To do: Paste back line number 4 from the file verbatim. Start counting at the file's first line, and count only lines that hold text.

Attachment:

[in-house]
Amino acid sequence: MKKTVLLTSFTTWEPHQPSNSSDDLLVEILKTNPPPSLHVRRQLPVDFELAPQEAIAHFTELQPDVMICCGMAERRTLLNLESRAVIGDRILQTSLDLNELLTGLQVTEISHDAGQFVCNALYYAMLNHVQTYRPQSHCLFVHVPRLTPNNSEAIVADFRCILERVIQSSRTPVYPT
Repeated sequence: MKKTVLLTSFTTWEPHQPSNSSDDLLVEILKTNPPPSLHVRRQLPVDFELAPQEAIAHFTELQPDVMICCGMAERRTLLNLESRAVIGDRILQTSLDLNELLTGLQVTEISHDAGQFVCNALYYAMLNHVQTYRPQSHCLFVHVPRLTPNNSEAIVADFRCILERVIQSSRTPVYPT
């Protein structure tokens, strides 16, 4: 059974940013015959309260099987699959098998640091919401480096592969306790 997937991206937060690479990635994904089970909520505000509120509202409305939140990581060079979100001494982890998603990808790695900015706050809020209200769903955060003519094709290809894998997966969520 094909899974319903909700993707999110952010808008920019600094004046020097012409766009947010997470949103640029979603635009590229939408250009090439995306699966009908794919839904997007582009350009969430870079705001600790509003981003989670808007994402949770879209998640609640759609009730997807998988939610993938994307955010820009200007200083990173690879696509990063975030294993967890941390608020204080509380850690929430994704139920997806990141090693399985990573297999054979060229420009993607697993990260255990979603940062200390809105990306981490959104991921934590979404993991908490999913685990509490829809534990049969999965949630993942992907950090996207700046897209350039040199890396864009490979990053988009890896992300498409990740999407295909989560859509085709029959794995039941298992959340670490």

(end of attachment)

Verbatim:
């Protein structure tokens, strides 16, 4: 059974940013015959309260099987699959098998640091919401480096592969306790 997937991206937060690479990635994904089970909520505000509120509202409305939140990581060079979100001494982890998603990808790695900015706050809020209200769903955060003519094709290809894998997966969520 094909899974319903909700993707999110952010808008920019600094004046020097012409766009947010997470949103640029979603635009590229939408250009090439995306699966009908794919839904997007582009350009969430870079705001600790509003981003989670808007994402949770879209998640609640759609009730997807998988939610993938994307955010820009200007200083990173690879696509990063975030294993967890941390608020204080509380850690929430994704139920997806990141090693399985990573297999054979060229420009993607697993990260255990979603940062200390809105990306981490959104991921934590979404993991908490999913685990509490829809534990049969999965949630993942992907950090996207700046897209350039040199890396864009490979990053988009890896992300498409990740999407295909989560859509085709029959794995039941298992959340670490």